Antibiotics for Prostatitis
What Are They?
Antibiotics for prostatitis may be the first treatment your doctor will recommend for prostatitis. Antibiotics are prescribed in cases of bacterial prostatitis in order to attack any bacterial infection. Some urologists still continue to prescribe antibiotics even in cases of non-bacterial prostatitis just to rule out any possibility of infection although this is not considered good practice given the potential side effects of these drugs. The most frequently prescribed antibiotics for prostatitis include:
- IV Infusions
Patients who have acute bacterial prostatitis can be at risk for a very serious infection and sometime require hospitalization and IV antibiotics.
Patients who have chronic bacterial prostatitis may need to take antibiotics for prostatitis for several weeks, and even then may suffer recurrence of their prostatitis symptoms.
Even patients with chronic prostatitis/chronic pelvic pain syndrome (CP/CPPS) may take antibiotics even though they do not have an infection because some of the symptoms of CP/CPPS are similar to bacterial prostatitis symptoms. Your doctors may want to rule out an infection. The problem with prescribing antibiotics for CP/CPPS is that this type of prostatitis is not usually caused by a bacterium, so treatment with an antibiotic won’t work for CP/CPPS. It can be challenging to diagnose the cause of CP/CPPS, which may involve a multimodal approach with several kinds of medications along with natural and alternative treatments, phytotherapy, and supplements.
Ask your doctor questions about your treatment when he or she prescribes an antibiotic. Ask your doctor, “Why are you prescribing me this and what are the side effects?” A few common antibiotics like Cipro have some serious side effects. If you can avoid long-term use of antibiotics, you should. It is not a good idea to put your body through long-term use of antibiotics, especially if there is no bacterium present. Be aware that overuse of antibiotics can lead to antibiotic resistance.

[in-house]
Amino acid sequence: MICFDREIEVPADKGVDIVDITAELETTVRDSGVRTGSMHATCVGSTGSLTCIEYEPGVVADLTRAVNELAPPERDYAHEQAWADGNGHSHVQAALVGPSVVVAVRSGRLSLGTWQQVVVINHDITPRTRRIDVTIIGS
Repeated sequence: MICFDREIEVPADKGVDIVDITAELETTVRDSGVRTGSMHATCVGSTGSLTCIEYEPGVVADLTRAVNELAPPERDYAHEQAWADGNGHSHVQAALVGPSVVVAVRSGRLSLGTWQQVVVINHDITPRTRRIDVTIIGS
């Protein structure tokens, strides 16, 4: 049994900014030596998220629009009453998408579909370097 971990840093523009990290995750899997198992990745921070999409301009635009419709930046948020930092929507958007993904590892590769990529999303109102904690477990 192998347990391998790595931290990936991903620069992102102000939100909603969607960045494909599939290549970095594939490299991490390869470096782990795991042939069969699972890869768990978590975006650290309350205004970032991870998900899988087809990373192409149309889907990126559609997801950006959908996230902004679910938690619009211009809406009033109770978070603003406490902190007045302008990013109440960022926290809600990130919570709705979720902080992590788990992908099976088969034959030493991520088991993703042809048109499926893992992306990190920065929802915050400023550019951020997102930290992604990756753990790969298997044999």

Antibiotics kill both the good (beneficial) bacteria as well as the bad, and that can cause other problems in your digestive track and allow opportunistic organisms such as fungi to grow. If you take antibiotics you should also consider supplementing with a broad-spectrum, natural probiotic. Probiotics can help replace all the beneficial bacteria in your gut and intestines that the antibiotics kill. Use a probiotic that is doctor formulated for men’s health.
Another way to narrow down and classify your symptoms so that you and your doctor can find the correct treatment for your prostatitis symptoms is the UPOINT system. UPOINT stands for Urinary, Psychosocial, Organ Specific, Infection, Neurologic/Systemic, and Tenderness of Skeletal Muscles. Using UPOINT to diagnose and create a personalized treatment program can help you to possibly avoid taking unnecessary antibiotics if you don’t have bacteria causing your prostatitis. UPOINT uses a multi-modal approach with different treatments depending on the symptoms.